Planting garlic and rhubarb before the ground freezes over is a good way to ensure you’ll have them for the springtime. You can also plant a cover crop like crimson clover or winter rye to prep your garden and soil. This is one of the best ways to let your garden rest during the wintertime, and a great way to prevent weeds from growing
Sage does well until freezing temperatures. Then, all you have to do is cut off the branches, and you’re good to go. Thyme will survive through the winter and then revive itself once springtime rolls around. Protect oregano with straw mulch and cover parsley on cold nights.
Your fruit trees need protecting and preparation for winter. The roots are the most vulnerable part, so you will need to take some steps to make sure they’re protected before the frost settles in. That way, you’ll have an abundance of fruit when the spring comes. You can mulch the roots of the tree, but make sure you mulch with slowly decomposing material like straw or gravel so it lasts through the winter. The hollow stems in the straw trap in the air.
Protect your plants with an evergreen hedge to prevent harsh, frosty winds from destroying them. Plants that are exposed to wind will become damaged over time as they lose their water. By preventing winds from ever reaching them, you will have sturdier, healthier plants once the winter is over.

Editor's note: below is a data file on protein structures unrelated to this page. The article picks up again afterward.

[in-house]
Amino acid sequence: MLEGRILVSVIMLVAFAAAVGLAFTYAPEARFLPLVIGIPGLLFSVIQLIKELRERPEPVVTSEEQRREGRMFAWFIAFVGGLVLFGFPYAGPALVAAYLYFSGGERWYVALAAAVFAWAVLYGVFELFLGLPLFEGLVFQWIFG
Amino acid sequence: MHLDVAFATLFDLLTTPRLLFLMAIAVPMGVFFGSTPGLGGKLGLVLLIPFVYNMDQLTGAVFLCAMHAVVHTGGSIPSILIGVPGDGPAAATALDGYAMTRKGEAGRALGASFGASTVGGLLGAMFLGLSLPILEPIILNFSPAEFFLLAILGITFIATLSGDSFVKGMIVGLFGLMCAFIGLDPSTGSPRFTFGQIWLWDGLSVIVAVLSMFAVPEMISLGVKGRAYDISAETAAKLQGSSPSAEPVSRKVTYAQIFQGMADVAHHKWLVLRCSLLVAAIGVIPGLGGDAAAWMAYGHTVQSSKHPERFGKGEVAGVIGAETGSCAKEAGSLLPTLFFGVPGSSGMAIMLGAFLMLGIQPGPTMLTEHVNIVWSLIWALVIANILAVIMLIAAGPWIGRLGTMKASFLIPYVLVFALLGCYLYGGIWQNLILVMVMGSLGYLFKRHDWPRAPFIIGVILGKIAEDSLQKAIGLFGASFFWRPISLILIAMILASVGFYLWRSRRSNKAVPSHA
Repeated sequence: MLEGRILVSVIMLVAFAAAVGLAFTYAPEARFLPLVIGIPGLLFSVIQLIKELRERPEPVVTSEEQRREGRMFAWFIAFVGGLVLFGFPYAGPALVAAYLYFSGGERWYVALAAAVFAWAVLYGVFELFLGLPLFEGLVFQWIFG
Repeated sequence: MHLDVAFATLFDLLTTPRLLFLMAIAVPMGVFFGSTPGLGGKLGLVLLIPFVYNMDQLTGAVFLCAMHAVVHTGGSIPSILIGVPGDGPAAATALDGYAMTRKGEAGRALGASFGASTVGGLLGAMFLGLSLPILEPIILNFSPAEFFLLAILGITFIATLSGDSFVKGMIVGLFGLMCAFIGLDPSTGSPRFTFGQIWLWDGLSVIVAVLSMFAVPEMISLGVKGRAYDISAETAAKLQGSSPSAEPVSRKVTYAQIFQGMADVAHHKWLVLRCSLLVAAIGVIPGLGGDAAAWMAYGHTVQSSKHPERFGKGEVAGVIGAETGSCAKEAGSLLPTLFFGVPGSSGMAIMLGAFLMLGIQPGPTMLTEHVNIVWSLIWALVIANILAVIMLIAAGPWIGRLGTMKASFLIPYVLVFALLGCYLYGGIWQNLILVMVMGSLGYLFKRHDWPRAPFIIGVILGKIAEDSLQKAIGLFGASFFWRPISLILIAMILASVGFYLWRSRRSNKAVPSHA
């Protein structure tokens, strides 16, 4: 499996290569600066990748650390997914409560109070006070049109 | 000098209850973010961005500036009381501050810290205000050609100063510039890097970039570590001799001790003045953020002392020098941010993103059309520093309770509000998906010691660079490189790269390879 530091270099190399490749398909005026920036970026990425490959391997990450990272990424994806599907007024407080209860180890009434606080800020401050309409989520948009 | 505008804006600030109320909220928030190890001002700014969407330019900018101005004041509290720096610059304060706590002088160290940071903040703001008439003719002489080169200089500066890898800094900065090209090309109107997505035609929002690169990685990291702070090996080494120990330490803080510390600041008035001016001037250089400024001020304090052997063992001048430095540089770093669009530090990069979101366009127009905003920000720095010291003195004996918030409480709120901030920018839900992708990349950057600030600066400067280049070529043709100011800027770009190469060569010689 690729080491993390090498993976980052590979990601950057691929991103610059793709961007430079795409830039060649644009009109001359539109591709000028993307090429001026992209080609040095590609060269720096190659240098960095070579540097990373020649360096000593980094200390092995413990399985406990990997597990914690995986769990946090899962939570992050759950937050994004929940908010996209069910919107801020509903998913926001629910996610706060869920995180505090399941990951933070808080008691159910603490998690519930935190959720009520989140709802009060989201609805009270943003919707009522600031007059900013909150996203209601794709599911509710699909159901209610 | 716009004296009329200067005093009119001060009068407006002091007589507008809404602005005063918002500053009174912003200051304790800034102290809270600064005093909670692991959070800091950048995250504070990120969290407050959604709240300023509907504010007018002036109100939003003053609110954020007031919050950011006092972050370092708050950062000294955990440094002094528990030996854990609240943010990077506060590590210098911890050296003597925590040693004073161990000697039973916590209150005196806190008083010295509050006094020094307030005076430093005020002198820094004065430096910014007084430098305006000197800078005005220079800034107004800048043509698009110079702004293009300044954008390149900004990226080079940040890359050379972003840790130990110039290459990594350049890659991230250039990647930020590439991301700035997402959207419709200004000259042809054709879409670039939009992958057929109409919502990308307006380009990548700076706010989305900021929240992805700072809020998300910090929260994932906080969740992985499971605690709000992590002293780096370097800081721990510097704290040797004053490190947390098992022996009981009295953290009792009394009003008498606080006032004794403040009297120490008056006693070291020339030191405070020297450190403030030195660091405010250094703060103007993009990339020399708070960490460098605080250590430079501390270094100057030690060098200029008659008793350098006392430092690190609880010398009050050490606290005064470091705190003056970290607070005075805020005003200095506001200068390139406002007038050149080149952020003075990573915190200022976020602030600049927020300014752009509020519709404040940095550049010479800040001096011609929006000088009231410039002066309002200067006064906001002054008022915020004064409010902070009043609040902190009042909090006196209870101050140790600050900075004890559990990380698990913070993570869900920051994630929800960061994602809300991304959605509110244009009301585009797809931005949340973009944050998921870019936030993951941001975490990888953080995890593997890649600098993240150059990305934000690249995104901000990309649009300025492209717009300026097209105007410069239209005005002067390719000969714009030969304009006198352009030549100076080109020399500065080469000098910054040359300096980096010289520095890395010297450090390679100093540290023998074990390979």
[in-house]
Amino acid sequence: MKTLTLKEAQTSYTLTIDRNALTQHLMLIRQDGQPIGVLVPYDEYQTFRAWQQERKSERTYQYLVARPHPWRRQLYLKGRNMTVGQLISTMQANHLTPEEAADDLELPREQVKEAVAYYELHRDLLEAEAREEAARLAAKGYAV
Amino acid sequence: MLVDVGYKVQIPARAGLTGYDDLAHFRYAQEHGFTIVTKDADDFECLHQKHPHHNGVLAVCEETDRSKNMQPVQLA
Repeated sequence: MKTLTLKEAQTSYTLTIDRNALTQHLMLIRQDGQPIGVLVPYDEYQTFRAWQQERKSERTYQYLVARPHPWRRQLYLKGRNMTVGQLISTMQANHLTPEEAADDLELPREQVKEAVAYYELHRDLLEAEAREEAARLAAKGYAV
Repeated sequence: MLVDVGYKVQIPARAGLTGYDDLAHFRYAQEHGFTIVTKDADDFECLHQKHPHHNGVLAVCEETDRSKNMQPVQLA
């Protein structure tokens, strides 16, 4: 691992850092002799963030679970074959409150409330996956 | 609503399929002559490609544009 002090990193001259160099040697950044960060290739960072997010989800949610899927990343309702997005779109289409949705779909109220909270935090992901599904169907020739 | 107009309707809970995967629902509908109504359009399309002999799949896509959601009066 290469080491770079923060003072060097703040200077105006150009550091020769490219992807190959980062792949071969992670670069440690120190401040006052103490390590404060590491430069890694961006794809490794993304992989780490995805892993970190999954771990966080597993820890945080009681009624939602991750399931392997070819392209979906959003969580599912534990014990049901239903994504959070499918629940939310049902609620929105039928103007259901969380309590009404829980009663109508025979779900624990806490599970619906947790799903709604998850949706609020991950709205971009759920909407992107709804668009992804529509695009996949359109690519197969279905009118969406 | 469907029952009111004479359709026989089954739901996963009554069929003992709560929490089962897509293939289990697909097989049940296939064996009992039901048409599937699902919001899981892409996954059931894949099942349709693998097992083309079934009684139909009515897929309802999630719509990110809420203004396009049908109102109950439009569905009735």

It’ll take effort and time to prepare your garden for winter. By ignoring these tasks, your garden will suffer through the winter, and you’ll have a lot of work ahead of you when spring rolls around! You can take your time doing these tasks, as long as you finish them before the first frost sets in. That way, you’ll have that much less work when the warm weather comes.
You’ll need to take a little bit of time to care for your plants, vegetables, fruits, and herbs. Using a nutrient dense mulch will keep your plants healthy and give your plants enough nutrients to survive the winter. Updating your tools will let you jump right into gardening once winter is over and will help extend the shelf life of your tools. Cleaning up weeds and dead plants will prevent disease and keep your soil healthy. Sow any seeds you have that need a longer growing season so that they’re ready by the time spring comes.
Having a garden takes time and effort, but the results are very rewarding! Soon, you can enjoy the delicious fruits and vegetables you’ve grown yourself – and even show them off to your friends and family members by having a spring time picnic!
Earth Easy. “10 Ways to Prepare Your Garden for Winter” https://learn.eartheasy.com/articles/ten-ways-to-prepare-your-garden-for-winter/
Grow Veg. “Preparing Your Garden for Winter” https://www.growveg.com/guides/preparing-your-garden-for-winter/